# CSS Sticky is Fun

I am working on an experimental Codefun frontend, codenamed Mashiro, written completely in Elm using the Tailwind.css “framework”.

The UI’s main idea is to capture most content into card-like objects floating on a greeny background. Something like this:

You can see that the main “Problems” represent a floating card, while the left side navbar represents some more floating cards.

## Let’s make a Sticky card header!

In a moment I had a bright idea of keeping that Problems header on top of the card, inside the view while it is being scrolled.

This made sense: the navigation bar is right to the right (!) of the header, so it should be accessible from any scrolling. OK, so how about making it sticky?

Here’s the basic layout of the page:

body:
nav#topBar.sticky.top-0.h-14:
... # the basic top bar
main.mt-14.relative:
content:
# The actual body
card:
card-title.sticky.top-0


Now as some of you might have already figured out, this layout actually does not provide what we want at all.

To see why, let’s look at the description of position: sticky on MDN:

The element is positioned according to the normal flow of the document, and then offset relative to its nearest scrolling ancestor and containing block (nearest block-level ancestor), including table-related elements, based on the values of top, right, bottom, and left. The offset does not affect the position of any other elements.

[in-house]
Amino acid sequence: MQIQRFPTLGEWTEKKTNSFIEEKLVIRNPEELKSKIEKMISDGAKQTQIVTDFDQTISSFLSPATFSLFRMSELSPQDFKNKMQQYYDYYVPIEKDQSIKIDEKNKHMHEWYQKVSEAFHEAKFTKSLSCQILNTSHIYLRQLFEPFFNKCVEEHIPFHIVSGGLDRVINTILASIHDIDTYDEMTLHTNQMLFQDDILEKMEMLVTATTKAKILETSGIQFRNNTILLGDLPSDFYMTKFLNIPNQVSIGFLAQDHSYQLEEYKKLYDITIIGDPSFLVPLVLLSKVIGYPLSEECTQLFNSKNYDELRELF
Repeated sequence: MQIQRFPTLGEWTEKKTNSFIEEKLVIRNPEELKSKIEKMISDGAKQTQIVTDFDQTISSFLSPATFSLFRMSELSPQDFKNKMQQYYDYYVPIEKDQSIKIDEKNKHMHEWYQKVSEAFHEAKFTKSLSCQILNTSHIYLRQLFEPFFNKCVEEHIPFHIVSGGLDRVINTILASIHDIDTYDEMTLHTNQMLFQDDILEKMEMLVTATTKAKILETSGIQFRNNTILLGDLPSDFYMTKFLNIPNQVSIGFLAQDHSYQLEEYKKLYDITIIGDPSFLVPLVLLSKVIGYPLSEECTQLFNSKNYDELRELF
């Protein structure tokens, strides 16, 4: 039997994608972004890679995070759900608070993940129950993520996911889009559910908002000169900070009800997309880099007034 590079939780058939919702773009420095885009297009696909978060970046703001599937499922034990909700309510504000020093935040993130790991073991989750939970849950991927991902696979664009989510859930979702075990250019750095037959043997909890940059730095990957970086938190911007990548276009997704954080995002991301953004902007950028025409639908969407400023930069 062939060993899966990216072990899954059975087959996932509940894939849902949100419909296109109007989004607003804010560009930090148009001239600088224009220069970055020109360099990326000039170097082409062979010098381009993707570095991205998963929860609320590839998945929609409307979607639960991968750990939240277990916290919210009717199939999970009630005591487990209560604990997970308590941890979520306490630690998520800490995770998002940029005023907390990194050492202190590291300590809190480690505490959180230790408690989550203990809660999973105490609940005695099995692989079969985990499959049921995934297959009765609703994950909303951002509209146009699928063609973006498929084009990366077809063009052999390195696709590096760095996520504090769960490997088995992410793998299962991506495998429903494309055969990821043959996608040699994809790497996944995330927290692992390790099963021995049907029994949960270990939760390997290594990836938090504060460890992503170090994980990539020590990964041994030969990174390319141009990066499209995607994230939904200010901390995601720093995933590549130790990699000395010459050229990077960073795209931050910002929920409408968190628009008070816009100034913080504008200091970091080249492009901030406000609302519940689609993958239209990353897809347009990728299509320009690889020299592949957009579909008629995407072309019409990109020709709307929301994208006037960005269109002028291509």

Note that the offset is relative to the “nearest scrolling ancestor”. What is the nearest scrolling ancestor? It’s basically anything that gives a scrolling bar. At the base level, it’s the body element itself, when its height exceeds the screen (this is why the top bar sticks to the top).

So what we’ve done here is just sticking the card header to under the top bar. Not what we wanted.

We want to make a “scrolling ancestor” out of the main element, since it’s what we want the card header to stick to. OK, let’s do it. Note that the simplest way to make something a “scrolling ancestor” is just to stick an overflow value to it:

- main.mt-14.relative:
+ main.mt-14.relative.overflow-auto:


Is it working yet?

## Why wouldn’t you scroll?

Unfortunately we’ve come closer, but not yet done. Now that we’ve locked the card header to the top of main, we’ve actually made the behavior worse: the header now scrolls away with the main element.

Why is this happening? Note that, when we scroll the page, it’s not the main element that was scrolling: it’s actually body. This does not interact with the logic of sticky, so we are just scrolling over the element now.

To fix this, we will need to completely move the scrolling from body to main. This can be done by limiting the height of main:

- main.mt-14.relative.overflow-auto:
+ main.mt-14.relative.overflow-auto.max-h-screen


Is it working yet?